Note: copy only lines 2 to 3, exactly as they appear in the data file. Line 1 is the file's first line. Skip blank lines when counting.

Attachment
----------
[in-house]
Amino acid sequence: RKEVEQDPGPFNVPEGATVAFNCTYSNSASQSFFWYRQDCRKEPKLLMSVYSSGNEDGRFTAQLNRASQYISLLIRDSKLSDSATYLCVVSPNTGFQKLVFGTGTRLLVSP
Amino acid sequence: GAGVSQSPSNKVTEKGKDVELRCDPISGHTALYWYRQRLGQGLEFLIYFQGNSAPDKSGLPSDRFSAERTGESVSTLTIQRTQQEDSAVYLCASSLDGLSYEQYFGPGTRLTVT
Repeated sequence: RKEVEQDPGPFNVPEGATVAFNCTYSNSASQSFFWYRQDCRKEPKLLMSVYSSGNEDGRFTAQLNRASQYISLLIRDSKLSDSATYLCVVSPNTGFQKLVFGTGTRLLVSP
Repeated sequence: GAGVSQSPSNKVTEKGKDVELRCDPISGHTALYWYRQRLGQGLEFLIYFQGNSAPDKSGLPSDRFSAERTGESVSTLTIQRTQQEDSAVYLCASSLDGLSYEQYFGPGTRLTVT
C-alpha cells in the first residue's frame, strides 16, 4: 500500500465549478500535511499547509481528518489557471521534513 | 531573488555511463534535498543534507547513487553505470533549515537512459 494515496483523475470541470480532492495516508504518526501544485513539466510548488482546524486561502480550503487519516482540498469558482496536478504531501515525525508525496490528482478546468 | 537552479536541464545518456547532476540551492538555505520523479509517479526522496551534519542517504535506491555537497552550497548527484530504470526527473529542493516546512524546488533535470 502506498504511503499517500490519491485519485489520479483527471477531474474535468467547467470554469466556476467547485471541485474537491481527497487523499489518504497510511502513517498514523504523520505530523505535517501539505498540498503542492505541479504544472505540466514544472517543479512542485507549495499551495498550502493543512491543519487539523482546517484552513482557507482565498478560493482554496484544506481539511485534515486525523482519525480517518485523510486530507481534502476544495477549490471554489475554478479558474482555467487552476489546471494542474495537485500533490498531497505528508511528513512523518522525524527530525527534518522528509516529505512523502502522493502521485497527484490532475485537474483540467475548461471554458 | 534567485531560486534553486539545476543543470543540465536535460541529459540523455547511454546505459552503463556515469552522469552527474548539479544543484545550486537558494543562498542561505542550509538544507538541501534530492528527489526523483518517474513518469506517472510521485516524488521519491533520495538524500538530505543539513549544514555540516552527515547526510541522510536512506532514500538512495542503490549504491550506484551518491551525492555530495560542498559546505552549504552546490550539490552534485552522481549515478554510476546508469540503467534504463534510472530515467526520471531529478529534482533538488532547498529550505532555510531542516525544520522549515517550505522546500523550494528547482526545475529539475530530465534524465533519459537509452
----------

Amino acid sequence: RKEVEQDPGPFNVPEGATVAFNCTYSNSASQSFFWYRQDCRKEPKLLMSVYSSGNEDGRFTAQLNRASQYISLLIRDSKLSDSATYLCVVSPNTGFQKLVFGTGTRLLVSP
Amino acid sequence: GAGVSQSPSNKVTEKGKDVELRCDPISGHTALYWYRQRLGQGLEFLIYFQGNSAPDKSGLPSDRFSAERTGESVSTLTIQRTQQEDSAVYLCASSLDGLSYEQYFGPGTRLTVT